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Pollinators

Pollination is sexual reproduction, plant style. Plants can’t move – much – so most of them need pollinators to help them reproduce (unless they’re wind pollinated, like grasses). Insect pollinators feed on the flower’s pollen or the nectar it produces, or both. As they forage, pollen sticks to the pollinators, who then carry it from flower to flower. The pollen fertilises the next flower’s “egg” (if it’s the same species) to make a seed that can grow into a new plant. This makes Pollinator Pathmaker an unusual artwork: parts are taken away by its audience, and new bits are added. 

A swollen-thighed beetle (Oedemera nobilis) on an oxeye daisy (Leucanthemum vulgare) at the Eden Project. Photo: © Nathan Mansbridge.

Honey bees are not the only pollinators. The UK alone has at least 1,500 species of insect pollinators. Of these, 250 are native bee species, including 24 types of bumblebee, 224 solitary bees, 25 bumblebees, and just one native honey bee. These bees – along with other pollinators such as hoverflies, moths, butterflies, beetles, midges, wasps, and ants – pollinate many of our food crops, from tomatoes and courgettes to strawberries and apples. They also help the plants in our gardens and countryside to flourish.

Pollinators are a vital part of functioning ecosystems, not just for plant life, but as food for other organisms, too. Over the last 100 million years, plants and pollinators evolved side by side; now they rely on each other for their existence. Many of these flower and pollinator relationships are very specific. 

Modern humans have transformed the world to suit our needs, not those of pollinators. But pollinators are in trouble – and without them we are in trouble too. Over the last thirty years, global insect populations have crashed by as much as 25 per cent; in Germany, 75 per cent have vanished over the last 25 years. Find out more about pollinators at Eden’s Create A Buzz project.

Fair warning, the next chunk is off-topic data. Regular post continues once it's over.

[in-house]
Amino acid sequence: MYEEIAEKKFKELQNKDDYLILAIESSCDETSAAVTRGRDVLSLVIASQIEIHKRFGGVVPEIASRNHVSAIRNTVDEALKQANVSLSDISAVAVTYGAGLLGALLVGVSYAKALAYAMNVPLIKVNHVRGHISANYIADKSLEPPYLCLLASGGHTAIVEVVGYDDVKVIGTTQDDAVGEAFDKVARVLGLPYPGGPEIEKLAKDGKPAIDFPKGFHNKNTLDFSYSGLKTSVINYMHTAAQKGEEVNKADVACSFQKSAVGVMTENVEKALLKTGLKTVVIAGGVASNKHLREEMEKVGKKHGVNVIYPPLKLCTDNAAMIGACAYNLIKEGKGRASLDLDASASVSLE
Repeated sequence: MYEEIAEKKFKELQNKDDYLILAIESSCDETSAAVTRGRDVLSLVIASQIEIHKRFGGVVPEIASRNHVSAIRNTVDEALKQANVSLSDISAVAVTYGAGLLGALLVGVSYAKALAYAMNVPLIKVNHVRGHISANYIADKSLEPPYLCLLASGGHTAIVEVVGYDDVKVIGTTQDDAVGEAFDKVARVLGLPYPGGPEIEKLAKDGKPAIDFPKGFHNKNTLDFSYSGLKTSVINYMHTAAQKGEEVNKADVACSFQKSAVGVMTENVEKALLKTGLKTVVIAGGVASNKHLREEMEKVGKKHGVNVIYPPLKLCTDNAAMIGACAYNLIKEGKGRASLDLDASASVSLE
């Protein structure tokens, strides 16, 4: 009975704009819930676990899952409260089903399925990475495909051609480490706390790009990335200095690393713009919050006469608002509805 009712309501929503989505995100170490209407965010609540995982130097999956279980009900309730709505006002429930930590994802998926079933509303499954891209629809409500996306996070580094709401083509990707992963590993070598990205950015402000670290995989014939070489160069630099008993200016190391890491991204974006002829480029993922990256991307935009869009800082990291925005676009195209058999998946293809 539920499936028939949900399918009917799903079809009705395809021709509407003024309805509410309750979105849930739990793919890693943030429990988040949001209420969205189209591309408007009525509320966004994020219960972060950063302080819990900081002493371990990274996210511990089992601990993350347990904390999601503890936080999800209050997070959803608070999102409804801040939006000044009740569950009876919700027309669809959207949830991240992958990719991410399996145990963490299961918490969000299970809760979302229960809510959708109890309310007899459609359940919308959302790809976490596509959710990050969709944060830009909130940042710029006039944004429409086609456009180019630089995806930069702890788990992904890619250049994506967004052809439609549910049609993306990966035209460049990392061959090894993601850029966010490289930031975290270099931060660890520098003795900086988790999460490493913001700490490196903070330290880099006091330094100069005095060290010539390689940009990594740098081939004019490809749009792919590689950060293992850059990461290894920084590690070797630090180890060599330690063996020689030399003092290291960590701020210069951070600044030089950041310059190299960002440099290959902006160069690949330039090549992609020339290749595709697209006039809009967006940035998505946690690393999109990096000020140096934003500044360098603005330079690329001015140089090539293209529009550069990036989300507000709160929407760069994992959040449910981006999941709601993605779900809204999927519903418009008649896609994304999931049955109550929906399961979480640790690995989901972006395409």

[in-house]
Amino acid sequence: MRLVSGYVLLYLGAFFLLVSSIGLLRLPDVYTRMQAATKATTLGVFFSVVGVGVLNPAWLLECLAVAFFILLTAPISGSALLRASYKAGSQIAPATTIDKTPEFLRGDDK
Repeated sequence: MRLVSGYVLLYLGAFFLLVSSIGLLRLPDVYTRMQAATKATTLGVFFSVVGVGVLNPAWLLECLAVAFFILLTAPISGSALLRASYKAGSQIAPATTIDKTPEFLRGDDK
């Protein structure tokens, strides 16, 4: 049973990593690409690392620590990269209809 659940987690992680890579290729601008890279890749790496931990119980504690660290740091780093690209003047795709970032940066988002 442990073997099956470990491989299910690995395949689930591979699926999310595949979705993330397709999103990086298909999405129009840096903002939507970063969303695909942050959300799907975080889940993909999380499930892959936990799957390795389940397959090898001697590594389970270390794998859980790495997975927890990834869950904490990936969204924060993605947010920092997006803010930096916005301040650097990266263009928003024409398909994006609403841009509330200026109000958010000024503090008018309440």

Pollinator Counting

Pollinator Pathmaker is an artwork, not a scientific experiment. That said, the algorithm has been inspired and informed by published literature (such as research into how bumblebees memorise flower locations to find the shortest flight paths between them, known as traplines) and advice from experts.

A bumblebee fitted with a transponder for tracking its flightpath. Photo: © Lars Chittka.

The plants we've used have been chosen for their known benefits, so any garden planted with them is likely to provide plenty of forage and habitat. When the Edition Gardens are in bloom, we’re planning to monitor not just the pollinators, but also the invertebrates in our living artworks. We want to see which pollinators, and how many of them, they attract, and compare this to conventional or pollinator-friendly planting schemes.

Sign up to our mailing list for updates as we develop this part of the project, including how you can get involved through citizen science on your own DIY Garden. There are lots of programmes out there, such as the UK Pollinator Monitoring Scheme (PoMS), if you want to get started now. Get in touch if you can help us develop this part of the campaign.

Pollinator Vision

Insects see the world differently to us. When you create a garden on this site and start exploring it, you can turn on the ‘pollinator vision’ filter. It’s intended to invite you to think about seeing the world differently, but it's a huge simplification of a fascinating but complex journey into perception!

Digital rendering of a Pollinator Pathmaker garden, seen through the ‘pollinator vision’ filter.

Different insects can see different parts of the colour spectrum. Some can see ultraviolet (UV) light, revealing pigments and markings on flowers that we can’t see. We have trichromatic vision (red, green, and blue, or RGB), as do bees, but they see UV instead of red. Butterfly vision is not well understood, and is likely to vary a lot between species. They almost all have UV, green, and blue receptors, and some may have red too. Two flowers may appear the same colour to us, but to a bee or butterfly different levels of the flowers’ UV-absorbing pigments might make them appear different colours or shades. To add to the confusion, many of these insect species have polarisation vision too. It’s very hard to imagine what they see, since we can only approximate it in RGB.

Echium angustifolium. The flowers seem a fairly uniform purple to the human eye (left), but bees can see two UV absorbent patches at the top of the flower (right). Photo: © Jolyon Troscianko.

While bees’ compound eyes give them a grainy view of the world, their higher ‘flicker’ threshold means they can see individual flowers as they fly past, which to us would be a blur. They can also see polarised light, which helps them to navigate. Gardens look very different to pollinators.